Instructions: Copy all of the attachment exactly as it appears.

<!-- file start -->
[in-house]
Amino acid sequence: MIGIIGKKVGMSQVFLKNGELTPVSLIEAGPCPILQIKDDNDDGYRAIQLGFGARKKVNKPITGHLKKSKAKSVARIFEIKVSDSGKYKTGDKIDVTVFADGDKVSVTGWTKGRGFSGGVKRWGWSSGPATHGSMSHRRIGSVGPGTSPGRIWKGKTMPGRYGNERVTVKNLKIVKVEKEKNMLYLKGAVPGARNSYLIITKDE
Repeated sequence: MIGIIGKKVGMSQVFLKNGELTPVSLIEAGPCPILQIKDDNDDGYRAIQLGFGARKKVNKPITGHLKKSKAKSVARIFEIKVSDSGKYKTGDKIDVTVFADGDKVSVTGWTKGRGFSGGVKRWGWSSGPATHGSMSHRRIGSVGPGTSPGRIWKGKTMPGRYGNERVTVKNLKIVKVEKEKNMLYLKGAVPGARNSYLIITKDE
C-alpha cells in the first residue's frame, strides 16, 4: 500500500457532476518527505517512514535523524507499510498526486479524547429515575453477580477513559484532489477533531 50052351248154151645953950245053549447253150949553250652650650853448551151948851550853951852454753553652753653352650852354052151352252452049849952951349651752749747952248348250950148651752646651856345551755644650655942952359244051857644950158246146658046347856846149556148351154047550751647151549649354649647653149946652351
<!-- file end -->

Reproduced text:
[in-house]
Amino acid sequence: MIGIIGKKVGMSQVFLKNGELTPVSLIEAGPCPILQIKDDNDDGYRAIQLGFGARKKVNKPITGHLKKSKAKSVARIFEIKVSDSGKYKTGDKIDVTVFADGDKVSVTGWTKGRGFSGGVKRWGWSSGPATHGSMSHRRIGSVGPGTSPGRIWKGKTMPGRYGNERVTVKNLKIVKVEKEKNMLYLKGAVPGARNSYLIITKDE
Repeated sequence: MIGIIGKKVGMSQVFLKNGELTPVSLIEAGPCPILQIKDDNDDGYRAIQLGFGARKKVNKPITGHLKKSKAKSVARIFEIKVSDSGKYKTGDKIDVTVFADGDKVSVTGWTKGRGFSGGVKRWGWSSGPATHGSMSHRRIGSVGPGTSPGRIWKGKTMPGRYGNERVTVKNLKIVKVEKEKNMLYLKGAVPGARNSYLIITKDE
C-alpha cells in the first residue's frame, strides 16, 4: 500500500457532476518527505517512514535523524507499510498526486479524547429515575453477580477513559484532489477533531 50052351248154151645953950245053549447253150949553250652650650853448551151948851550853951852454753553652753653352650852354052151352252452049849952951349651752749747952248348250950148651752646651856345551755644650655942952359244051857644950158246146658046347856846149556148351154047550751647151549649354649647653149946652351